Articles Tagged with Fourth Amendment

blm-300x200   The grand jury’s decision yesterday in the murder of 26 year old Breonna Taylor exposes some of the many problems with our criminal justice system, particularly the use of no-knock warrants.   There is so much wrong with this outcome like the fact that Louisville Police executed a no-knock warrant on her home, that no drugs were found in her home, that she was not even the target of any police investigation, and that no one has yet, or will, stand trial for this outcome.   This piece however, just focuses on the type of search warrant used.

Yesterday’s announcement is unsurprising in that criminal charges seldom follow the most notorious incidents where the police kill Black Americans.  Even when the cases of police killings of Black Americans make the national news, they do not normally result in criminal indictments and almost never in criminal convictions.  Names such as Eric Garner, Botham Jean, Stephon Clark, Philando Castile, Walter Scott, Tamir Rice, Michael Brown, or Freddie Gray briefly gained national prominence in the news media but did not except in one case, result in a criminal conviction.

No-knock warrants played a central role in the death of Breonna Taylor.  When a no-knock warrant was used against former Trump associate, Paul Manafort, the well-known television legal pundit, Jeffrey Toobin reassured Americans that magistrates put a great deal of care into issuing no-knock warrants.  In reality though, the probable cause needed to be shown to get a search warrant is not a high standard to meet and warrants, statistically speaking are more often given than not.

IMG_1241-300x200Sentence Before Verdict- Civil Asset Forfeiture Considered

by R Tamara de Silva

January 26, 2017


Let the jury consider their verdict,’ the King said, for about the twentieth time that day.

`No, no!’ said the Queen. `Sentence first–verdict afterwards.’

`Stuff and nonsense!’ said Alice loudly. `The idea of having the sentence first!’

`Hold your tongue!’ said the Queen, turning purple.

`I won’t!’ said Alice.

`Off with her head!’ the Queen shouted at the top of her voice.


                                                      Alice’s Adventures in Wonderland by Lewis Carroll


Few things in the practice of law have struck me as more similar in practice to the Queen’s declaration in Alice in Wonderland than the often seemingly surreal practice of civil forfeiture. Not only when in instances that it goes awry but just even as a theory as it sits written into federal and state statutes -resting on the books yet so very much at odds even in written theory with the scant enumerated rights and protections that are our constitutional safeguards against tyranny. It was anticipated by some that the recent confirmation hearings of the new United States Attorney General would draw attention to the practice of civil forfeiture.  Mr. Sessions had previously defended the practice of civil forfeiture as it was used in Alabama in his tenure as a prosecutor there.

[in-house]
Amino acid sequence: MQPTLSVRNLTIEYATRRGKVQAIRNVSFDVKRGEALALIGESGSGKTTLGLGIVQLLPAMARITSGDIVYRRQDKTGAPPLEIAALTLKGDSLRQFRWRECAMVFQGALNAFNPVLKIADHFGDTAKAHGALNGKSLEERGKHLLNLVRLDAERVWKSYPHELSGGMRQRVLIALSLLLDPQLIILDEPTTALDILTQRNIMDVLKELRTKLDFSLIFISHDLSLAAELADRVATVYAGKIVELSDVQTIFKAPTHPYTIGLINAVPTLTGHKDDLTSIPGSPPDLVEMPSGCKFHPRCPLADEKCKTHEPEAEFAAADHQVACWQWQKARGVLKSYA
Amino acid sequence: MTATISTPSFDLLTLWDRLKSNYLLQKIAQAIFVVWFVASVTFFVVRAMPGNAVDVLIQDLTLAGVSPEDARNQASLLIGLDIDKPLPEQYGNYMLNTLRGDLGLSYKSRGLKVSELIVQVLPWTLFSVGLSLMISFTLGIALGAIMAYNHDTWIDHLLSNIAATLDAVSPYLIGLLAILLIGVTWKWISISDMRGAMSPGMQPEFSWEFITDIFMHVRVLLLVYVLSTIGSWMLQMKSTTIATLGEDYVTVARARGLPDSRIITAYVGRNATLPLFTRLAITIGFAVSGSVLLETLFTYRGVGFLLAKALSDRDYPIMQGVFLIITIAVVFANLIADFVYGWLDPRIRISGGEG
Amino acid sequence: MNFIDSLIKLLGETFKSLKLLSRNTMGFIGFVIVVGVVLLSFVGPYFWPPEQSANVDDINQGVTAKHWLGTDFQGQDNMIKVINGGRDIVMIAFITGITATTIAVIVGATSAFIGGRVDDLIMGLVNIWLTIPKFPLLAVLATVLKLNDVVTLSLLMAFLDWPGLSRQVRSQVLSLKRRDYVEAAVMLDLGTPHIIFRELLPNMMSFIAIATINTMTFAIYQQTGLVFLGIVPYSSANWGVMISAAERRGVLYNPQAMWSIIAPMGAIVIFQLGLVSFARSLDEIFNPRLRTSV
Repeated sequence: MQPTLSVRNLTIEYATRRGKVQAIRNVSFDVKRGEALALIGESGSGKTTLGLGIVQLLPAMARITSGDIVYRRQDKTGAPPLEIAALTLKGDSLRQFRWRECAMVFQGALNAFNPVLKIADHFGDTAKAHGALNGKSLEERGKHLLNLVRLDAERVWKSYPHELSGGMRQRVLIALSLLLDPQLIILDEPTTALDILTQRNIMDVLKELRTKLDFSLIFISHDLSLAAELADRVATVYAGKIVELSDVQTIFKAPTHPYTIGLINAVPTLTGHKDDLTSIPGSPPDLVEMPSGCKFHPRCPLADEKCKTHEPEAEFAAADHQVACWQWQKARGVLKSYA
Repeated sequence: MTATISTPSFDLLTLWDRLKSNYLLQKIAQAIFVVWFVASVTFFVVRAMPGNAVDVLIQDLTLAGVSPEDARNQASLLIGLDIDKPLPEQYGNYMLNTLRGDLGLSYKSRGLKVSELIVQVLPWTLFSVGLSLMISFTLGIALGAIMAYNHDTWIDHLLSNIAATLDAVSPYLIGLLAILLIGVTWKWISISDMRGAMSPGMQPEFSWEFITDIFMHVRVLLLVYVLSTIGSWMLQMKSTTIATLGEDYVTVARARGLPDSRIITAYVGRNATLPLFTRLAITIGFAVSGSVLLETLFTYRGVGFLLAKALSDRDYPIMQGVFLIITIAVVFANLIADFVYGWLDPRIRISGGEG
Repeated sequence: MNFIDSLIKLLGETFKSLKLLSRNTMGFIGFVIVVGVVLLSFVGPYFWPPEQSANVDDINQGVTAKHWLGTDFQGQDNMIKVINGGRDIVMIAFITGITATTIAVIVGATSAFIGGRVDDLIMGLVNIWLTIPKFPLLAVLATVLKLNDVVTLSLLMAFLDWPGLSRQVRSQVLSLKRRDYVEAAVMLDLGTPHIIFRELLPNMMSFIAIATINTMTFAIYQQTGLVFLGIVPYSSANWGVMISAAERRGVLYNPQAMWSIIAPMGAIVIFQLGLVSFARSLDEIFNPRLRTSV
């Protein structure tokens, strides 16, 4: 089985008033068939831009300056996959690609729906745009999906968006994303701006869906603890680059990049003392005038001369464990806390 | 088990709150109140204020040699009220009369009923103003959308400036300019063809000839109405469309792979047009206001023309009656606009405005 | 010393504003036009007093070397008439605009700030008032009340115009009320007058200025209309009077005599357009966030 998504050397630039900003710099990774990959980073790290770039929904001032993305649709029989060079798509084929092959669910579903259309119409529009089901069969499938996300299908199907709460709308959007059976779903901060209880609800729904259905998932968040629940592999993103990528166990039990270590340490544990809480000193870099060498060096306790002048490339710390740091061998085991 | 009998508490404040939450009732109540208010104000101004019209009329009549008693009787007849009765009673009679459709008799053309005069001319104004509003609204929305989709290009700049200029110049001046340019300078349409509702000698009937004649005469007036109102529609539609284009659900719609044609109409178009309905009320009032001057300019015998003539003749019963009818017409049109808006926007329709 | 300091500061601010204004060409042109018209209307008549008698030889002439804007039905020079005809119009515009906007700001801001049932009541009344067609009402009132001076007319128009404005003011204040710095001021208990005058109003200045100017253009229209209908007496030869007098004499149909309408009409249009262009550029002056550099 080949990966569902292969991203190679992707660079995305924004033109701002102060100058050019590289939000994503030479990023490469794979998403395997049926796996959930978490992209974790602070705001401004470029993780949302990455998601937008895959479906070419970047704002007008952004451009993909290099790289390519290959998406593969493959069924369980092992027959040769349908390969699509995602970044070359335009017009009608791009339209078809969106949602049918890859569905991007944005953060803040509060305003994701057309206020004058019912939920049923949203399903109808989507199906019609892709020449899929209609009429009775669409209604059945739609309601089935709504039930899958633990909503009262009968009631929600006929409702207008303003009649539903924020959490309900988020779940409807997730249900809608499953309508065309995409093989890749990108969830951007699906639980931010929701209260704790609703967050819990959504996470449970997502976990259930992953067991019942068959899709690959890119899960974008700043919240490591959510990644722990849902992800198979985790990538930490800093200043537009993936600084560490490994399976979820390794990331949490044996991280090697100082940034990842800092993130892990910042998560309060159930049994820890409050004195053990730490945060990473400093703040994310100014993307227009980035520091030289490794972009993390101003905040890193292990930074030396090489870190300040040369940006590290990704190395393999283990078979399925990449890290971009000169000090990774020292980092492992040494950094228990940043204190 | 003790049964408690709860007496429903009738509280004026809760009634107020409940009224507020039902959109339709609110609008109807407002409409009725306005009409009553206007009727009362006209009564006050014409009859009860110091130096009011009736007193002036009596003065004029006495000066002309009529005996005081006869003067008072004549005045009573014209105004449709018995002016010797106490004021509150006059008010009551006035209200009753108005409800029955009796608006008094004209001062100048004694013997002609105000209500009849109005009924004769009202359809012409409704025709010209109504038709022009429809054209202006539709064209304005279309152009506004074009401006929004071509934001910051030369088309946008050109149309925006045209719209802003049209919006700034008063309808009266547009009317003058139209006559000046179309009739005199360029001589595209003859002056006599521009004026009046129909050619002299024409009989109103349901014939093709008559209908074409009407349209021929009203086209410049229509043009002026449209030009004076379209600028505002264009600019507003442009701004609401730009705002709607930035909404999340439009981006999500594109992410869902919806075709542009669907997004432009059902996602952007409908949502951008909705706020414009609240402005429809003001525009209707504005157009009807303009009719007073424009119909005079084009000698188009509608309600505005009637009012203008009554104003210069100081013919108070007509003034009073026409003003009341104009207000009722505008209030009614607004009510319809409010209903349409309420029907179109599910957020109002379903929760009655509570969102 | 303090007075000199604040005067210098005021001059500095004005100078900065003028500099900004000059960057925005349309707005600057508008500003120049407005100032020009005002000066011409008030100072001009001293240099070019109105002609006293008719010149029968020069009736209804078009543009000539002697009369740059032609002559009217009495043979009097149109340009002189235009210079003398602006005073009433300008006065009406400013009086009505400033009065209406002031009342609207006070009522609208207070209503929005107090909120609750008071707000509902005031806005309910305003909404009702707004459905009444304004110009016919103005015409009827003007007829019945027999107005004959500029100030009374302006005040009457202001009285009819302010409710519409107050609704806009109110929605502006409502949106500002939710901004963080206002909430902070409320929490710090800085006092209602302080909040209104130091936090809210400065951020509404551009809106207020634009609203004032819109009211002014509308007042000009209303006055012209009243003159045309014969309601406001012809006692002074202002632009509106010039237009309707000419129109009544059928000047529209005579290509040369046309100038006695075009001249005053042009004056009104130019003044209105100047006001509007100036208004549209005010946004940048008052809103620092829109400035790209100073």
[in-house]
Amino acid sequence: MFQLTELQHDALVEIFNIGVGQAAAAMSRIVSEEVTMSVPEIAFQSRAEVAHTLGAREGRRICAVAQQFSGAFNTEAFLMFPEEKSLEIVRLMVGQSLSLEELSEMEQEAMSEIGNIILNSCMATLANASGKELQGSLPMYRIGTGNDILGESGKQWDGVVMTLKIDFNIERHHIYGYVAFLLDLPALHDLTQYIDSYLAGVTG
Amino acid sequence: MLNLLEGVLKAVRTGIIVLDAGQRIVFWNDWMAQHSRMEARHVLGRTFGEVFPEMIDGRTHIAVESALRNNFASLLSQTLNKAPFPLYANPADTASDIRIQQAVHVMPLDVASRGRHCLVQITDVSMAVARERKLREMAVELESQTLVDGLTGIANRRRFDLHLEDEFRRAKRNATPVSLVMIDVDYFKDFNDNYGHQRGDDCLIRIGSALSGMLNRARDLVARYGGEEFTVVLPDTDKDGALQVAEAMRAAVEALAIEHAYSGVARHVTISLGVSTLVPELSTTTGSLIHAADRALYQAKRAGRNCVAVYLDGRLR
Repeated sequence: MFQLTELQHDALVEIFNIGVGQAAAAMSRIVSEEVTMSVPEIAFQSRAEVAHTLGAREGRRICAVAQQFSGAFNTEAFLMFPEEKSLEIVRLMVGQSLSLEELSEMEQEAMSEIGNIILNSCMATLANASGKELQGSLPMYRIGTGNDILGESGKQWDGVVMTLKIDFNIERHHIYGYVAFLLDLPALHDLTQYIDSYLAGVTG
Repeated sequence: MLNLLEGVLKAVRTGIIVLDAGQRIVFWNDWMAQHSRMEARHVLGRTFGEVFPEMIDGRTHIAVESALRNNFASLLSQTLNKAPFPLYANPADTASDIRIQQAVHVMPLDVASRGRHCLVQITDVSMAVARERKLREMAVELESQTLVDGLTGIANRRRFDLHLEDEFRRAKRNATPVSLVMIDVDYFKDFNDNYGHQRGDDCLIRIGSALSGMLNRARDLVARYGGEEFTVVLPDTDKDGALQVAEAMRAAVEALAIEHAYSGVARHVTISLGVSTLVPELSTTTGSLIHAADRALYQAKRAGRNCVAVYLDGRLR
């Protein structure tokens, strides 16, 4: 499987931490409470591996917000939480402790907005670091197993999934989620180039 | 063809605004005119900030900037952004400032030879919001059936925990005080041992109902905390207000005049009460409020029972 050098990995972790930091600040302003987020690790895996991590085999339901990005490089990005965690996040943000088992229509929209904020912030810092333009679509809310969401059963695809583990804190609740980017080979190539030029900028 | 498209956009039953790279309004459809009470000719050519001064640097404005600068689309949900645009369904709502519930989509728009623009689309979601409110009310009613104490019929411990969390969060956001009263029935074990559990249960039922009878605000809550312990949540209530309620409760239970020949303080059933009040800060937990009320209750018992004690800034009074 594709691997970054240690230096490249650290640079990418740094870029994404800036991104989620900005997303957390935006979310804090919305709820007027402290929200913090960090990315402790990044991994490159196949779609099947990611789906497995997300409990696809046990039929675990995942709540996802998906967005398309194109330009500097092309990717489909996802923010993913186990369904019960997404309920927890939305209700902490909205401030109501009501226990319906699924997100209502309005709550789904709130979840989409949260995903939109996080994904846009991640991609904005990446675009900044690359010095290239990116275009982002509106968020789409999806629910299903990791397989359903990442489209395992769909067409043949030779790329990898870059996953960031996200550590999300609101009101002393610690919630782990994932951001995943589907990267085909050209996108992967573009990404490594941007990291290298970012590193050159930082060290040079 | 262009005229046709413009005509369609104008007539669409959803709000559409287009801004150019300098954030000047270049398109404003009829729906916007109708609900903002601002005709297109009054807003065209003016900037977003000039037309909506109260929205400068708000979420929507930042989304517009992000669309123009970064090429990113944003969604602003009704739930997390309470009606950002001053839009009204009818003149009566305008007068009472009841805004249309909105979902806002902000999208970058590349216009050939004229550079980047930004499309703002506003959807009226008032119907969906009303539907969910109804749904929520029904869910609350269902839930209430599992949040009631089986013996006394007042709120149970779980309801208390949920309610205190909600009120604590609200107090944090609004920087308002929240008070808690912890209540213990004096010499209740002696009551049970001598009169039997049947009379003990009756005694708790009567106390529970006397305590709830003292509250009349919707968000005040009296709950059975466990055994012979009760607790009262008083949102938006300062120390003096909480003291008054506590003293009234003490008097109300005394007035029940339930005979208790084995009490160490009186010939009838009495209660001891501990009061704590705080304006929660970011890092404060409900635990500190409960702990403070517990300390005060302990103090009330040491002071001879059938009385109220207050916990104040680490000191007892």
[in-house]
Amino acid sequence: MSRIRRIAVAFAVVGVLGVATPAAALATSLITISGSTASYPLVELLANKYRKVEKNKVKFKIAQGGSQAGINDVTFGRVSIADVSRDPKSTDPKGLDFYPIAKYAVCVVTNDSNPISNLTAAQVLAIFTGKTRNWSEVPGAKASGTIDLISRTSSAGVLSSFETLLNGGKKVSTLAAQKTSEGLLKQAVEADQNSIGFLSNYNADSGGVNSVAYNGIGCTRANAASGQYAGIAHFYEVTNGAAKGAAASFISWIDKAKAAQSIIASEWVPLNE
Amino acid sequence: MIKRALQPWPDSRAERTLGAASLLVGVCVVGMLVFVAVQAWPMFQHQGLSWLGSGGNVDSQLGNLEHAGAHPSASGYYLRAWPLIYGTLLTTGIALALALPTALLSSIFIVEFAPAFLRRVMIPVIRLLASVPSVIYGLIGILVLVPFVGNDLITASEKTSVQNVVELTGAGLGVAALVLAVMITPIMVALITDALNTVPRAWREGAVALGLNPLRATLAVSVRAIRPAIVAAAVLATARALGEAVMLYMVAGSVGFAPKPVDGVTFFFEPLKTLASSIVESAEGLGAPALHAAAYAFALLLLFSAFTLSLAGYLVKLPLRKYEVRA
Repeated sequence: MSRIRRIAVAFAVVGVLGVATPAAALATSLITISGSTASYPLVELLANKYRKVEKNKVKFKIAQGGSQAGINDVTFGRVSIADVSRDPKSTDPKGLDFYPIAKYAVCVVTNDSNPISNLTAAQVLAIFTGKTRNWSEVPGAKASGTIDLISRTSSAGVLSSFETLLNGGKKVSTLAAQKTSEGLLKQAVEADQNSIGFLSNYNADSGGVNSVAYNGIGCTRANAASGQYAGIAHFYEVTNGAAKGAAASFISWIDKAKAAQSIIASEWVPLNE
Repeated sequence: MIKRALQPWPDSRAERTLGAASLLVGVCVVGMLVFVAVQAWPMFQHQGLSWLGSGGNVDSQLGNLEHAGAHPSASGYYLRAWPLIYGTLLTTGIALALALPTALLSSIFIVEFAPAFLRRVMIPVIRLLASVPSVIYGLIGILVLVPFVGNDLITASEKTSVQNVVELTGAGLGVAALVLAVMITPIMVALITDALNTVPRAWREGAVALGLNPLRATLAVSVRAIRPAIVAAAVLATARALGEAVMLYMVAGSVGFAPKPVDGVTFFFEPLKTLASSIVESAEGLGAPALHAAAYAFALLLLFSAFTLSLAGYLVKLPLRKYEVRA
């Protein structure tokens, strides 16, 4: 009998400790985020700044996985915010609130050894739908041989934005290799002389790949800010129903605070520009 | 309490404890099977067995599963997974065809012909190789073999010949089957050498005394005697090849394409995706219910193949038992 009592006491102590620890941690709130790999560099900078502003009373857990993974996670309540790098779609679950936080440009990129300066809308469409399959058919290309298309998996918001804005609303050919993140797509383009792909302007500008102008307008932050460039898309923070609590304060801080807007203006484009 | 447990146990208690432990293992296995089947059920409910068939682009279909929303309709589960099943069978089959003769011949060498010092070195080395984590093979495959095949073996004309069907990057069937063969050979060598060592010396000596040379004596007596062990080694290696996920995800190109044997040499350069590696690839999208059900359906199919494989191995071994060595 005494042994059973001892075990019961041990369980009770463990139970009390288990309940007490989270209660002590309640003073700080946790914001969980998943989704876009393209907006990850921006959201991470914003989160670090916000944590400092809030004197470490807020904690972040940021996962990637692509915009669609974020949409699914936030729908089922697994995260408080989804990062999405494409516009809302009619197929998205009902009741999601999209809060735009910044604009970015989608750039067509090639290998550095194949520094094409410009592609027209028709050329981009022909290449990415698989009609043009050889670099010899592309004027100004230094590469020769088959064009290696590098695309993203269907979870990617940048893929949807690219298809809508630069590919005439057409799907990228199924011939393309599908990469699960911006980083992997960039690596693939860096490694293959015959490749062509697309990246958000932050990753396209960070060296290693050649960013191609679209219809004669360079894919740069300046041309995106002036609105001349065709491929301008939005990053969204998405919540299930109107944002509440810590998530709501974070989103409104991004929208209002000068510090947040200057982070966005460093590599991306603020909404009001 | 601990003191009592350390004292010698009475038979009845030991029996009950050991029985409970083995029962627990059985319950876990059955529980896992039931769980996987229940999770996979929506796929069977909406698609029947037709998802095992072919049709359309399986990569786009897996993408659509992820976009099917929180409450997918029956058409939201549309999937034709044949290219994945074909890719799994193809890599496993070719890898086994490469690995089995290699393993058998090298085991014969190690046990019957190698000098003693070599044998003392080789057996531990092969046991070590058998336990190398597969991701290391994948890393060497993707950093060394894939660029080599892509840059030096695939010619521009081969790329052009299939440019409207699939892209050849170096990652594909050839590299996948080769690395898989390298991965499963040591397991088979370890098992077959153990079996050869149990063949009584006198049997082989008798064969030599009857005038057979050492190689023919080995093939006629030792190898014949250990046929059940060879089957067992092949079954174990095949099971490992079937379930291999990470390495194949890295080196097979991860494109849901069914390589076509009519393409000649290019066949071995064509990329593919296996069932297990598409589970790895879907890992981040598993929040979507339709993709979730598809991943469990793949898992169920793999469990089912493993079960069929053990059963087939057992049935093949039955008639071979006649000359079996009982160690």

The practice of civil forfeiture provides that federal and state statutes allow the government to seize private property when that property is used in prohibited ways. Like so much in the law, the room for disaster lies in the application of what is subject to interpretation and by whom it is that is doing the interpreting.

Civil forfeiture originated in the laws of admiralty when ships carrying contraband were subject to seizure.  The cargo carried would be seized whether on port or on the high seas often of necessity outside of the presence of the ship’s owners who may have been in distant countries.  Forfeiture was later used in the area of border crossing during customs examinations starting in England in the 1700s and through the Act of Frauds.

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